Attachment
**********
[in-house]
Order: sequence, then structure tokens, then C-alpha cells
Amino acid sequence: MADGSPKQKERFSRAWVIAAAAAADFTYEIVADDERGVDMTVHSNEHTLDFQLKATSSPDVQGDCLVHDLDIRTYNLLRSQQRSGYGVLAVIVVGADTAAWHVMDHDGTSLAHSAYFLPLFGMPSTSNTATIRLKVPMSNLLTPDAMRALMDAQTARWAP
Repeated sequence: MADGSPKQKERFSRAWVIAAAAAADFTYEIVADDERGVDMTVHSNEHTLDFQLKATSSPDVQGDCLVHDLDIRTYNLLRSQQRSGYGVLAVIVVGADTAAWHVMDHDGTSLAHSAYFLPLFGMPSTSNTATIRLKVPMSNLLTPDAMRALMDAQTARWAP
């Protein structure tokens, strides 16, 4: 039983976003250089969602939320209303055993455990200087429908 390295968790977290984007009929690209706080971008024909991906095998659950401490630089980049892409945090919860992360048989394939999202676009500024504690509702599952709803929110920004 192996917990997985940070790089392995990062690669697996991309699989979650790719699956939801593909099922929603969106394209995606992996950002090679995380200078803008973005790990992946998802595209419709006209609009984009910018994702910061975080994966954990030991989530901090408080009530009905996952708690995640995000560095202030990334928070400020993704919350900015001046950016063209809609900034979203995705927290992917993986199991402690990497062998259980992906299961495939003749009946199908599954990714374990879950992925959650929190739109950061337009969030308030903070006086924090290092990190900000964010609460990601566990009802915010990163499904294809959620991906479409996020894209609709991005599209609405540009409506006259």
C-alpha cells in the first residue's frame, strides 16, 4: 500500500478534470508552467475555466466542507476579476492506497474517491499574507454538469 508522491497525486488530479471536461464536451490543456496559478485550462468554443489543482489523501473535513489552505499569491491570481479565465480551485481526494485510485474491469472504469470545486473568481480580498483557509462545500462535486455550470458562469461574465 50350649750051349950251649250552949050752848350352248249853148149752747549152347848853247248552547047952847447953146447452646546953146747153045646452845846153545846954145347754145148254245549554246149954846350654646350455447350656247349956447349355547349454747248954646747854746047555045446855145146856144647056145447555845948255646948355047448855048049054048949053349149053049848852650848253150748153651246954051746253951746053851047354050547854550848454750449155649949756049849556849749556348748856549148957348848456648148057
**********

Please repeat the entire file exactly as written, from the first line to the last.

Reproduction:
[in-house]
Order: sequence, then structure tokens, then C-alpha cells
Amino acid sequence: MADGSPKQKERFSRAWVIAAAAAADFTYEIVADDERGVDMTVHSNEHTLDFQLKATSSPDVQGDCLVHDLDIRTYNLLRSQQRSGYGVLAVIVVGADTAAWHVMDHDGTSLAHSAYFLPLFGMPSTSNTATIRLKVPMSNLLTPDAMRALMDAQTARWAP
Repeated sequence: MADGSPKQKERFSRAWVIAAAAAADFTYEIVADDERGVDMTVHSNEHTLDFQLKATSSPDVQGDCLVHDLDIRTYNLLRSQQRSGYGVLAVIVVGADTAAWHVMDHDGTSLAHSAYFLPLFGMPSTSNTATIRLKVPMSNLLTPDAMRALMDAQTARWAP
């Protein structure tokens, strides 16, 4: 039983976003250089969602939320209303055993455990200087429908 390295968790977290984007009929690209706080971008024909991906095998659950401490630089980049892409945090919860992360048989394939999202676009500024504690509702599952709803929110920004 192996917990997985940070790089392995990062690669697996991309699989979650790719699956939801593909099922929603969106394209995606992996950002090679995380200078803008973005790990992946998802595209419709006209609009984009910018994702910061975080994966954990030991989530901090408080009530009905996952708690995640995000560095202030990334928070400020993704919350900015001046950016063209809609900034979203995705927290992917993986199991402690990497062998259980992906299961495939003749009946199908599954990714374990879950992925959650929190739109950061337009969030308030903070006086924090290092990190900000964010609460990601566990009802915010990163499904294809959620991906479409996020894209609709991005599209609405540009409506006259």
C-alpha cells in the first residue's frame, strides 16, 4: 500500500478534470508552467475555466466542507476579476492506497474517491499574507454538469 508522491497525486488530479471536461464536451490543456496559478485550462468554443489543482489523501473535513489552505499569491491570481479565465480551485481526494485510485474491469472504469470545486473568481480580498483557509462545500462535486455550470458562469461574465 50350649750051349950251649250552949050752848350352248249853148149752747549152347848853247248552547047952847447953146447452646546953146747153045646452845846153545846954145347754145148254245549554246149954846350654646350455447350656247349956447349355547349454747248954646747854746047555045446855145146856144647056145447555845948255646948355047448855048049054048949053349149053049848852650848253150748153651246954051746253951746053851047354050547854550848454750449155649949756049849556849749556348748856549148957348848456648148057